Coronavirus has thrown the future of Britain’s shopping centres into doubt as hundreds of retailers simply stopped paying rent.

With a majority of shops now closed after a lockdown came into force on Monday night, landlords have seen their incomes plummet.

Intu, which owns sites across the country including the Trafford Centre in Manchester and Lakeside in Essex, said it received just 29 per cent of rent that was due on Wednesday – the deadline for payments covering the first quarter of 2020.


Burger King and homeware retailer Dunelm were among the latest companies to announce they would not pay their rent bills this week. Many others have done the same, leaving some landlords struggling to cover the cost of their property loans.

Intu is now in talks with customers to negotiate payment, and with lenders to try and relax the rules on its own multibillion-pound debts.

Intu said it is also in an “ongoing dialogue” with the government to try to obtain further loans from a state-backed £330bn package unveiled earlier this month.

It comes after the government announced on Monday that businesses would not forfeit their leases if they chose to delay paying rent for the first quarter of the year.

Shopping centres and high streets had already suffered from falling sales in February before the Covid-19 outbreak took hold, according to new official data.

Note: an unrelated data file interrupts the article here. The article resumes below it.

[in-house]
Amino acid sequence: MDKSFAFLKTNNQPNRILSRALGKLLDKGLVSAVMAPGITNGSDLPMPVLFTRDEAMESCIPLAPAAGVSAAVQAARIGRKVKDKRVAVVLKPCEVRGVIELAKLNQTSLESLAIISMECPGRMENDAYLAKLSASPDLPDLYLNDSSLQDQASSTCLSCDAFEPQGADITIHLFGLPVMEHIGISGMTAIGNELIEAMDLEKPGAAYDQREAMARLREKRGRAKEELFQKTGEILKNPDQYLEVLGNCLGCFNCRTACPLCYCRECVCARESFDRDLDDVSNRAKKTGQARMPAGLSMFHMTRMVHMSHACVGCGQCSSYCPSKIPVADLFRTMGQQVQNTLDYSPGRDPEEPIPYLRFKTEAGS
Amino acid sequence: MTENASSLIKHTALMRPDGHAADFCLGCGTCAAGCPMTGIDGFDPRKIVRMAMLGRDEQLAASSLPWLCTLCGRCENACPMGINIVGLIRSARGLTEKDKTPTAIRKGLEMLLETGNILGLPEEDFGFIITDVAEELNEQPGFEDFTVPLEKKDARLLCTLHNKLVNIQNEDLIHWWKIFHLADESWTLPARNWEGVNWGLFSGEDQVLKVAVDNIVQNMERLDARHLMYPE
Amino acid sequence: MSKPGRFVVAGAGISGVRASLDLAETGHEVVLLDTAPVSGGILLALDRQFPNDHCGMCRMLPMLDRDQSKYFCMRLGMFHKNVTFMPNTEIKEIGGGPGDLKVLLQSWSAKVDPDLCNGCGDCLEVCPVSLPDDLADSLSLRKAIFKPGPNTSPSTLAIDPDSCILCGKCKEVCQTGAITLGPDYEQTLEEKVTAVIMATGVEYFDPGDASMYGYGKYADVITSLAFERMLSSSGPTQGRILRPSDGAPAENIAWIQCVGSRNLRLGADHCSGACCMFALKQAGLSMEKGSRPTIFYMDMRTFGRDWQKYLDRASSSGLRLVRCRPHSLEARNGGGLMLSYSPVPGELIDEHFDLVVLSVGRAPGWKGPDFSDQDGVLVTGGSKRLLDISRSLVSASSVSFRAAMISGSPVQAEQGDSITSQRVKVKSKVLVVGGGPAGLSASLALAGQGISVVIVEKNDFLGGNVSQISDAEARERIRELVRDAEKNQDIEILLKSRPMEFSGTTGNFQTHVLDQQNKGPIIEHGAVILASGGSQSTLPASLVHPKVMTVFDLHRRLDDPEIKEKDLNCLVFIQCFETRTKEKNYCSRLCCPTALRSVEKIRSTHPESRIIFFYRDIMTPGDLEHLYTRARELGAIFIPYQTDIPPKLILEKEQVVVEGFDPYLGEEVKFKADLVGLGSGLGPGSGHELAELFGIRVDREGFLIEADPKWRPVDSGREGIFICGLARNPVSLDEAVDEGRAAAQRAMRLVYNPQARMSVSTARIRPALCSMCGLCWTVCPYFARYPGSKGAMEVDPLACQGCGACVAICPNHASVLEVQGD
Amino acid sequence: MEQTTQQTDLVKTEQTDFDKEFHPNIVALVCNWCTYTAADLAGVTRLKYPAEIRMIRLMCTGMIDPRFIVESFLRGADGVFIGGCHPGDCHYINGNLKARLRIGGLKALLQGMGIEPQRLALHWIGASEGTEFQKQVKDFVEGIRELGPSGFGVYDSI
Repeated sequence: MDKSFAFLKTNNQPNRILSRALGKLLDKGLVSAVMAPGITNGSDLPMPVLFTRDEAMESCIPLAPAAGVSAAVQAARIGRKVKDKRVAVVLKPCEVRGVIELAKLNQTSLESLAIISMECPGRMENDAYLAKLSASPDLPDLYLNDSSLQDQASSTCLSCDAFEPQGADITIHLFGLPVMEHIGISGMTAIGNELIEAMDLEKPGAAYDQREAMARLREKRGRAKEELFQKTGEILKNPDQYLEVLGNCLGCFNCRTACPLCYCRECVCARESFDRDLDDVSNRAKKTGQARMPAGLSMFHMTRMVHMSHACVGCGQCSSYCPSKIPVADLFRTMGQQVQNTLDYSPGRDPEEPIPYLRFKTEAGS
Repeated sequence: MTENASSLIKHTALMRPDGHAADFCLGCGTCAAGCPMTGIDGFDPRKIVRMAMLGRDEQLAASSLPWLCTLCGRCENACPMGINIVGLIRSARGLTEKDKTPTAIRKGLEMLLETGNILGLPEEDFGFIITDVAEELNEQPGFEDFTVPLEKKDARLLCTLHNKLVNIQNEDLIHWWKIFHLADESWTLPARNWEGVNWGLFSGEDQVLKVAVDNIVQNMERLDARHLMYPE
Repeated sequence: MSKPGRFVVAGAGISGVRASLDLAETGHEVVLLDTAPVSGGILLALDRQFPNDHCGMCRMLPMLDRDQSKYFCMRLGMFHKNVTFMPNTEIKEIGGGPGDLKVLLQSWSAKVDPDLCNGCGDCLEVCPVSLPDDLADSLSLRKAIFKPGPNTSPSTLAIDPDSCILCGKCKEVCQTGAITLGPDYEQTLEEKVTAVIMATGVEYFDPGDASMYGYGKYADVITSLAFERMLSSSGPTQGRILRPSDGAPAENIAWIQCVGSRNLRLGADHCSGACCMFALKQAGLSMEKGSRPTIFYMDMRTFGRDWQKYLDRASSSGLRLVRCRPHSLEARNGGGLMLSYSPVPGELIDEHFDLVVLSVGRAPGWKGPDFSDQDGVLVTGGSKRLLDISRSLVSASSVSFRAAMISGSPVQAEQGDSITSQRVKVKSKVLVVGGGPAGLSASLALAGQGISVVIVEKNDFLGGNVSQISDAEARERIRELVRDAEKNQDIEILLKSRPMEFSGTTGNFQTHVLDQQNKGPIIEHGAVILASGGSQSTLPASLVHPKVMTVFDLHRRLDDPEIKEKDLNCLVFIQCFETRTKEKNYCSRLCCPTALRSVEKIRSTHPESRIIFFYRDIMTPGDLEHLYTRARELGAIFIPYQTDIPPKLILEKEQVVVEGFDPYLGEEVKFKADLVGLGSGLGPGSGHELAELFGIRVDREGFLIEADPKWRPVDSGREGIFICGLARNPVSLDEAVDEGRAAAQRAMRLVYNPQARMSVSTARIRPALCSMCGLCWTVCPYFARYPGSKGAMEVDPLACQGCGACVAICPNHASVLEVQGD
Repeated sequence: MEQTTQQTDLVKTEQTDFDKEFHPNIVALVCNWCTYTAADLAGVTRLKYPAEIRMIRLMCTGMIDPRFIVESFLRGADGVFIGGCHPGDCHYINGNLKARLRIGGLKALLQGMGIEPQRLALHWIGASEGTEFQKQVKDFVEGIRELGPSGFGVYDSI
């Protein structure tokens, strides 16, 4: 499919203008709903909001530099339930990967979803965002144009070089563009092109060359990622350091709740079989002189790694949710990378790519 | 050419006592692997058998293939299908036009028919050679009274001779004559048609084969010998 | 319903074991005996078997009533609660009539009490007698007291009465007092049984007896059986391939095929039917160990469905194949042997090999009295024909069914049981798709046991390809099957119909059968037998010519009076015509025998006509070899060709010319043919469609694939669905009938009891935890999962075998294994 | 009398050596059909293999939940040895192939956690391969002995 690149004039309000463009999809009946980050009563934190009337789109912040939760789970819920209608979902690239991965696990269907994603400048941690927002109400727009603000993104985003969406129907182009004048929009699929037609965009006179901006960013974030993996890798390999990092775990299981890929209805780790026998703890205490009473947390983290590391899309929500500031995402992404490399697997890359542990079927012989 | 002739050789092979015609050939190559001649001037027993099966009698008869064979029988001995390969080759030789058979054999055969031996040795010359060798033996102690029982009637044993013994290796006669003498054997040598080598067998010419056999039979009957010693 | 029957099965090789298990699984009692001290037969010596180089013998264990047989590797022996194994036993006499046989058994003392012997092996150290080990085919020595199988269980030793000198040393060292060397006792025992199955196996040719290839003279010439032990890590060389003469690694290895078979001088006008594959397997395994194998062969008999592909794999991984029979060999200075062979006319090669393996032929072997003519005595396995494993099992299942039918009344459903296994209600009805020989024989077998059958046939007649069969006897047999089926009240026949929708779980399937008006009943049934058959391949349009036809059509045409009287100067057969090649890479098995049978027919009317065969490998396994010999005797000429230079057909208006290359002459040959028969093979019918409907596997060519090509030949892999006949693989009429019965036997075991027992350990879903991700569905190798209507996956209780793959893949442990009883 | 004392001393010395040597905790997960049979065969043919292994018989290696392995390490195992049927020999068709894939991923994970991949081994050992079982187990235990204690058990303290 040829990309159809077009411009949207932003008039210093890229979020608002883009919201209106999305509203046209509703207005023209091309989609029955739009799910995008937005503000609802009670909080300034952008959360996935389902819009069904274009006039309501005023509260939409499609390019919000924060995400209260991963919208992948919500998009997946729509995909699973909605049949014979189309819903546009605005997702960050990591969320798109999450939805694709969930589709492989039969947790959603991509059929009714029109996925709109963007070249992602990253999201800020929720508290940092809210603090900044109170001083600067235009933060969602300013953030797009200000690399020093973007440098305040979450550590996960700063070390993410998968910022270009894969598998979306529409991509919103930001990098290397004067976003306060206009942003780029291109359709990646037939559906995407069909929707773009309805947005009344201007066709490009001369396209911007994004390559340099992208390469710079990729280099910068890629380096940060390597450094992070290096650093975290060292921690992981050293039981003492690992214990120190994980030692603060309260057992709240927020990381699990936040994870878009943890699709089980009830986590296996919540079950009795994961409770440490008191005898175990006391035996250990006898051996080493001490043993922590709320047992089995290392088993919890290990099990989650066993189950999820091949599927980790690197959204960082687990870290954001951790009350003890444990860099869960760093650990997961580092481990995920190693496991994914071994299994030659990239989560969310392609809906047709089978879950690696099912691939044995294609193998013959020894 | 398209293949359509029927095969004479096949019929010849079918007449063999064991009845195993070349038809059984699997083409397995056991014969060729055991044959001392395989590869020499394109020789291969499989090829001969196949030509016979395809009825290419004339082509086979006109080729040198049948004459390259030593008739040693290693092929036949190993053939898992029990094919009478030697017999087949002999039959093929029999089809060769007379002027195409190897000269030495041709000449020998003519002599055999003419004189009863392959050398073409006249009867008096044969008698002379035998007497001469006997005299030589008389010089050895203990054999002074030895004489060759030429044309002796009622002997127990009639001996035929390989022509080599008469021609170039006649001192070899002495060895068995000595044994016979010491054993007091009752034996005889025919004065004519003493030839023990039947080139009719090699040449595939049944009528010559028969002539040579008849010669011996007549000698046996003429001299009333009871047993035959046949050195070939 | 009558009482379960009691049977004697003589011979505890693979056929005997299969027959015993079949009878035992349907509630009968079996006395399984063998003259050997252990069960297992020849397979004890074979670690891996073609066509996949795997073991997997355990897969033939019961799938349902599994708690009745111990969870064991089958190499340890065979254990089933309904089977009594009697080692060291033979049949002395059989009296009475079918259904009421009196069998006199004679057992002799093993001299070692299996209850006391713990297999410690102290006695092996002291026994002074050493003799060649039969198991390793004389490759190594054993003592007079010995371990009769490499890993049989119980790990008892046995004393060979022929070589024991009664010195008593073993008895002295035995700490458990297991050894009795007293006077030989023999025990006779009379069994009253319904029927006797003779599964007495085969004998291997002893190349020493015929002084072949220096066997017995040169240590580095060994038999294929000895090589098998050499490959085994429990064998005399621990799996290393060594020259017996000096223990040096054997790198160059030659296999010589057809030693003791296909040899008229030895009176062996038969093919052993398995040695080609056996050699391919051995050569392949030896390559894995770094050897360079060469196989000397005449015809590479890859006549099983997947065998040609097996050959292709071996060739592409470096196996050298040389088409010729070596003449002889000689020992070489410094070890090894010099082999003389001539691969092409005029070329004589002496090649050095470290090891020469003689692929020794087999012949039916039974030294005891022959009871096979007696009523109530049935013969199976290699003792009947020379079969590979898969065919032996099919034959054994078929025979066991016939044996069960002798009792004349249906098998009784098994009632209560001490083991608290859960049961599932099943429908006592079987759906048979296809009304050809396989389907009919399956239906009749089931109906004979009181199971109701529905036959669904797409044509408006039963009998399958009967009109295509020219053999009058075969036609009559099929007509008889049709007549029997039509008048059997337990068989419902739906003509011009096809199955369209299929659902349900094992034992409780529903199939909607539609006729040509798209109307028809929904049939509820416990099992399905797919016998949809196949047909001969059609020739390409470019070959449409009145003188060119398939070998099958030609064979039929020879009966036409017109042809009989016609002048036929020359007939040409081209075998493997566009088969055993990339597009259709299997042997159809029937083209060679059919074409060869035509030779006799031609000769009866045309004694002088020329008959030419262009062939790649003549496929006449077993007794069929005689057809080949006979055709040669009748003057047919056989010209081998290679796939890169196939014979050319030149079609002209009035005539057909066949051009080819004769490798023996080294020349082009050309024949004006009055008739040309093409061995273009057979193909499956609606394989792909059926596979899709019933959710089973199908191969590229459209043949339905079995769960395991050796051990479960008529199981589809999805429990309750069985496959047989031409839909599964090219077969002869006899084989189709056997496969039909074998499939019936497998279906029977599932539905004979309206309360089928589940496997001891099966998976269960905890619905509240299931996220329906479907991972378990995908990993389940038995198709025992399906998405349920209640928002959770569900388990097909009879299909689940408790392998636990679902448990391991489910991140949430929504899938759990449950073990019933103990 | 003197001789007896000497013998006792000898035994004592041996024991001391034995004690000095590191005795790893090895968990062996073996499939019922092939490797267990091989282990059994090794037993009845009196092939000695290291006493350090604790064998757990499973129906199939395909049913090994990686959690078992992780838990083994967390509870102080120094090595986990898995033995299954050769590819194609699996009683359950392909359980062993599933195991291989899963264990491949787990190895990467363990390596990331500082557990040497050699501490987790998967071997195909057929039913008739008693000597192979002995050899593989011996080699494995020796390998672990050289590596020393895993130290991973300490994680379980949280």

Heavy rains kept shoppers at home, leading to the worst growth in retail sales figures for seven years.

Sales dropped 0.3 per cent in the month and were flat compared to a year earlier, the Office for National Statistics said.

Another big landlord, British Land, said on Thursday that it had suspended dividend payments to shareholders and was taking steps to support its retail tenants by granting rent relief and delays.

Its high street tenants are among those hit hardest by the shutdown. 

Karen Johnson, head of retail & wholesale at Barclays Corporate Banking, said the public health emergency had quashed any chance of a springtime bounce-back.

“Consumers are now focusing on securing the essentials that they need on a day-to-day basis, so luxury items – including those usually purchased for holidays abroad – fall way down the agenda,” Ms Johnson said.

“There is potentially light at the end of the tunnel for retailers, given the extent to which people are ready and willing to spend online. However, consumer nervousness is still understandably widespread – so the extent to which online channels can compensate for lost high street spending is yet to be seen.”

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